Seleukus of Seleukeia
FlourishedSeleukia, (Iraq), 150 BCE
Seleukus appears to have argued for an infinite heliocentric kosmos, and was the first to hypothesize a mechanism for the long-known lunar influence on the tides. The precise nature of his theory is hard to determine, because his own writings have not survived.
Seleukus was from the city of Seleukeia, on the Persian Gulf near the mouth of the Tigris and Euphrates rivers, and studied with Mesopotamian astronomers and astrologers. His apparent date is determined from the fact that he responded to Krates of Mallos (who was himself active in the decades around 165 BCE), and he must have preceded Hipparchus’ Geography, composed in the decades around 140 BCE, which responds to his ideas.
Plutarch, in the Platonic Questions 8.1, records that Seleukos proclaimed what Aristarchushad only hypothesized, that the Earth rotated; since Aristarchus also hypothesized that the Earth orbited the Sun, it is usually assumed that Seleukus did so as well. One ancient...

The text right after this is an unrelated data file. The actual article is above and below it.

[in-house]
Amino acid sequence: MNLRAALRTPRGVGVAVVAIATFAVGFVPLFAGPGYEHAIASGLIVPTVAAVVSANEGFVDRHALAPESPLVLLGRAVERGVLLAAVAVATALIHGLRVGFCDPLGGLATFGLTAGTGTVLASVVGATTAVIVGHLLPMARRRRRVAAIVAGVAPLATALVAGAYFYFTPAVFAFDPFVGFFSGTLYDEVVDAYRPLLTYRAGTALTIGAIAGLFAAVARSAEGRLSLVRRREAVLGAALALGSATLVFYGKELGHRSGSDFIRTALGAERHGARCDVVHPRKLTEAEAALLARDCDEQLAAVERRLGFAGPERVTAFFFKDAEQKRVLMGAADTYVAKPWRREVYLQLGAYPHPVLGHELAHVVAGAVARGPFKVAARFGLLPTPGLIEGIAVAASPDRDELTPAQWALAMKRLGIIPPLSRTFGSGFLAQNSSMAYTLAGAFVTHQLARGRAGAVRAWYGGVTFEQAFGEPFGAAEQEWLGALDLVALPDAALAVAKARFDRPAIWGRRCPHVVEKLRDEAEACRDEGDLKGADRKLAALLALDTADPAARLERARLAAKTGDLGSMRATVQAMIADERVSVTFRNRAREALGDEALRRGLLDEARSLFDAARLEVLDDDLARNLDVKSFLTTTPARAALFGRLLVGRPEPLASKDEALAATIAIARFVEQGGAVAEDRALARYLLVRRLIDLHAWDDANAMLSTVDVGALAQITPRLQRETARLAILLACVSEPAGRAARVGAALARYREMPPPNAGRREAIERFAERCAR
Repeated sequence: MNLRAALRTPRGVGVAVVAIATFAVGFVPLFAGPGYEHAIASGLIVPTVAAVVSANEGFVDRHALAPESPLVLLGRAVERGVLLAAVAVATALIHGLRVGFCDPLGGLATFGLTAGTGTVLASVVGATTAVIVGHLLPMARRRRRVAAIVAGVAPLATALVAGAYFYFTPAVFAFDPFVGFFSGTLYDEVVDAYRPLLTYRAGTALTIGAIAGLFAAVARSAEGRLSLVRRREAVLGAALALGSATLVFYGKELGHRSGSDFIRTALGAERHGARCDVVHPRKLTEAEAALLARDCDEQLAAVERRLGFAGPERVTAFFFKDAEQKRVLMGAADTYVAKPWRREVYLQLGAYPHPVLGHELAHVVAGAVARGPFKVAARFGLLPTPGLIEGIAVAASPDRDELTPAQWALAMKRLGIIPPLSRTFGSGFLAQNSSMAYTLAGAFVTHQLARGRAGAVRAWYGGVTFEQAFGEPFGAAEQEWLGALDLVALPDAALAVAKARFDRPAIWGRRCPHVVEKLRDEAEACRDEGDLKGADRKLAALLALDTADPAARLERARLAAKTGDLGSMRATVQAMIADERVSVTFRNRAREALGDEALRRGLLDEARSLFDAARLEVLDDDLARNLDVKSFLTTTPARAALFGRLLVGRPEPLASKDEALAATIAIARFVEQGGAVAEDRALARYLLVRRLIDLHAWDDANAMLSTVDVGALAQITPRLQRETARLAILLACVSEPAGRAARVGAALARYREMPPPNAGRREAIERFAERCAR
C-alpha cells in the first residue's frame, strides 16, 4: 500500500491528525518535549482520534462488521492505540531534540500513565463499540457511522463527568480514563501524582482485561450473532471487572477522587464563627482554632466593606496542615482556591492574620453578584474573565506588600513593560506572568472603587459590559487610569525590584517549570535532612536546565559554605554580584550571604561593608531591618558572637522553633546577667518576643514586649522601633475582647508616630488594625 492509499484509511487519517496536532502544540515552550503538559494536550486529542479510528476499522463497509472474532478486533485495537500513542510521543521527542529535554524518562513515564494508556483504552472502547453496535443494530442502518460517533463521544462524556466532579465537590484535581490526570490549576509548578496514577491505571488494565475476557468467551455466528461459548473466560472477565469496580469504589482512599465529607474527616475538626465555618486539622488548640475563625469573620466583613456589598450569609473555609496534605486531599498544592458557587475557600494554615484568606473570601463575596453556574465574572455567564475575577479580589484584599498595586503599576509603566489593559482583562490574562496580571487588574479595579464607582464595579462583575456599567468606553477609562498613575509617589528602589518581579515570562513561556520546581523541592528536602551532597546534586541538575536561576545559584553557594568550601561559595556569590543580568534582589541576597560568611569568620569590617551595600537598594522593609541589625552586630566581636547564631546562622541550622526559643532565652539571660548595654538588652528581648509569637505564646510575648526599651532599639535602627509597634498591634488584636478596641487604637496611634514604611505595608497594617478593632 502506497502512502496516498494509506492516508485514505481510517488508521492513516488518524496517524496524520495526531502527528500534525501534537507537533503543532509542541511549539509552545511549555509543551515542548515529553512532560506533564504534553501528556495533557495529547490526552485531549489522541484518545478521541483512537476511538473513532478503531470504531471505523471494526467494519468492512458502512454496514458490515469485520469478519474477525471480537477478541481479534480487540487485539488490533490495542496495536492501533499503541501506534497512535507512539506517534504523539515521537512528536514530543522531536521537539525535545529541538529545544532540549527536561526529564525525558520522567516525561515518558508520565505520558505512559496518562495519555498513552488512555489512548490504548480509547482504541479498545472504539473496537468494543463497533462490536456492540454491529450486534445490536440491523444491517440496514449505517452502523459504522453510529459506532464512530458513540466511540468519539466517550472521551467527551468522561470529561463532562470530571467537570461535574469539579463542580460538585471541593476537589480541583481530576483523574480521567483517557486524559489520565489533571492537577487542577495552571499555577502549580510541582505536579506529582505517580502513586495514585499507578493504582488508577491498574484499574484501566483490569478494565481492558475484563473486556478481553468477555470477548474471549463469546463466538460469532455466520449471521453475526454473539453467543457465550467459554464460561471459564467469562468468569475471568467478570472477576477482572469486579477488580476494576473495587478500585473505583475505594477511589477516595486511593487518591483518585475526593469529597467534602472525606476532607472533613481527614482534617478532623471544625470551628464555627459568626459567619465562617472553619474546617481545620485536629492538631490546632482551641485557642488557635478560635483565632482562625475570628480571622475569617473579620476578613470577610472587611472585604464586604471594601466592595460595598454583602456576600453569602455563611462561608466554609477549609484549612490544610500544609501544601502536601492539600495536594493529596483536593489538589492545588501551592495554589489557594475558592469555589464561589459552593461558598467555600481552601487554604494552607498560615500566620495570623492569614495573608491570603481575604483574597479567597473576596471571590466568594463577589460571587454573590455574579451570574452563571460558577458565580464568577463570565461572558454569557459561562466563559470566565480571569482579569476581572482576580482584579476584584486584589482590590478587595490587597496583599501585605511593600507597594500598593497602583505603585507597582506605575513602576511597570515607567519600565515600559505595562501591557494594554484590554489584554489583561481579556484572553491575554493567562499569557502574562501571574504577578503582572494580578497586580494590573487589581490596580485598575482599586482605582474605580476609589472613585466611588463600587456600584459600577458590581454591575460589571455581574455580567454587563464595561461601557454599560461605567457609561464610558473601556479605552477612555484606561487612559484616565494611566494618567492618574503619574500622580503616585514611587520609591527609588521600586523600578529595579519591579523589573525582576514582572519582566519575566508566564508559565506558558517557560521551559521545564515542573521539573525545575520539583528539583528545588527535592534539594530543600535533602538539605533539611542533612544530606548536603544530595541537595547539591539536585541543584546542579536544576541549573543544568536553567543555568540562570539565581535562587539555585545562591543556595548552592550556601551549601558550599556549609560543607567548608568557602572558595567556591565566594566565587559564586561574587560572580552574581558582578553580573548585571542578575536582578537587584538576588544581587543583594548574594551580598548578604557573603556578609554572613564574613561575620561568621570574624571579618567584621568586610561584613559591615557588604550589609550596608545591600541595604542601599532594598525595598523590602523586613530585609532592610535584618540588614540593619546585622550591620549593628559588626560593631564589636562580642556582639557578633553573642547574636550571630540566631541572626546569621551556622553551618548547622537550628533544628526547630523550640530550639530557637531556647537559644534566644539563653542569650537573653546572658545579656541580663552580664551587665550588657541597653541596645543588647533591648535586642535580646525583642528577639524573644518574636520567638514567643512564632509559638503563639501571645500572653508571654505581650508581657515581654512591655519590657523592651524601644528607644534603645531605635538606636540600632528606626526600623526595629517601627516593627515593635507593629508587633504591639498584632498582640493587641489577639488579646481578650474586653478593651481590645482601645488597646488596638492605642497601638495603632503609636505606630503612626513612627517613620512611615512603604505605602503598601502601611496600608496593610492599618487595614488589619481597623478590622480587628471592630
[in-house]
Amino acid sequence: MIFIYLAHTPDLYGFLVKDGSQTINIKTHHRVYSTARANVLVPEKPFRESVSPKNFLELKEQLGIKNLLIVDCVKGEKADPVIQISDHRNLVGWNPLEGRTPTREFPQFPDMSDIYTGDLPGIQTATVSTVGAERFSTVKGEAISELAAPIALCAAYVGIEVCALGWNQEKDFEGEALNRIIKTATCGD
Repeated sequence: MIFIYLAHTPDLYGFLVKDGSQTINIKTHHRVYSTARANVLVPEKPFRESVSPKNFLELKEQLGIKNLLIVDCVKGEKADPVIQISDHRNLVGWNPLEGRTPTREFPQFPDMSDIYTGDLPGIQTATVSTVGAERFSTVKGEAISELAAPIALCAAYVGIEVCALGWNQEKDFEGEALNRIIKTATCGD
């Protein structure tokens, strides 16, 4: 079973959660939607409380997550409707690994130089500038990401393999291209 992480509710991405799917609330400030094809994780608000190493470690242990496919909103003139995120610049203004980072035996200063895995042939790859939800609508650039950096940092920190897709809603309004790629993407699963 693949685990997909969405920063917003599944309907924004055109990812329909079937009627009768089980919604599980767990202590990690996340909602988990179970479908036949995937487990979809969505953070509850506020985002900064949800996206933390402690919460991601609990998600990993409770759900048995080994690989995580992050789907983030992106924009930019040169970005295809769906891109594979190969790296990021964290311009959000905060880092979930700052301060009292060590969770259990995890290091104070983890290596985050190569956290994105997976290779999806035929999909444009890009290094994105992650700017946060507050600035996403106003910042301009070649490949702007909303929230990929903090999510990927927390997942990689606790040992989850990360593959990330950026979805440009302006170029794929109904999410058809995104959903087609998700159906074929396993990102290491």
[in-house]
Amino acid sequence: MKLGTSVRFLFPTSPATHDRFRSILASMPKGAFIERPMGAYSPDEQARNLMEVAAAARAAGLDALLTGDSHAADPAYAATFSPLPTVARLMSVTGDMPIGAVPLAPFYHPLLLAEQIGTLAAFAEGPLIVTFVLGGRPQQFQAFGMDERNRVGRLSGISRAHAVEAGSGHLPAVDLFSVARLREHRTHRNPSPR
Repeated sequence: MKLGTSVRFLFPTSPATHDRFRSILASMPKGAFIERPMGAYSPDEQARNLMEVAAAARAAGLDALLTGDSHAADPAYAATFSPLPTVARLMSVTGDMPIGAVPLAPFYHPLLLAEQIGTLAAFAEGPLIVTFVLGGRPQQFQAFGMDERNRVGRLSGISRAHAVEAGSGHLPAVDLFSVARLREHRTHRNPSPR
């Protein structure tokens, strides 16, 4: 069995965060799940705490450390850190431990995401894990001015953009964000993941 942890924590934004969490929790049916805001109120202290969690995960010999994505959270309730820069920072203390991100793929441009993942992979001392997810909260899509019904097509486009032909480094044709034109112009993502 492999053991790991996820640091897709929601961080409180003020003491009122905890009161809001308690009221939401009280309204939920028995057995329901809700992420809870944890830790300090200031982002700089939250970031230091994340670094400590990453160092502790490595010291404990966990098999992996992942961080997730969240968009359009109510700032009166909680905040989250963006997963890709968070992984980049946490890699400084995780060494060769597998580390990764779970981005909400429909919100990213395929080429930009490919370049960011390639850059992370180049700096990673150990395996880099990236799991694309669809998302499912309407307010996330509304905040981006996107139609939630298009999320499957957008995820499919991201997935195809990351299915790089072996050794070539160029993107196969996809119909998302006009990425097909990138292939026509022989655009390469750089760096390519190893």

- Dicks, D. R. (1960). The Geographical Fragments of Hipparchus. London: Athlone Press, pp. 114–115.Google Scholar
- Heath, Sir Thomas L. (1959). Aristarchus of Samos, the Ancient Copernicus. Oxford: Clarendon Press, pp. 305–307.Google Scholar
- Neugebauer, Otto (1975). A History of Ancient Mathematical Astronomy. 3 pts. New York: Springer-Verlag, pt. 2, pp. 610–611, 697–698.Google Scholar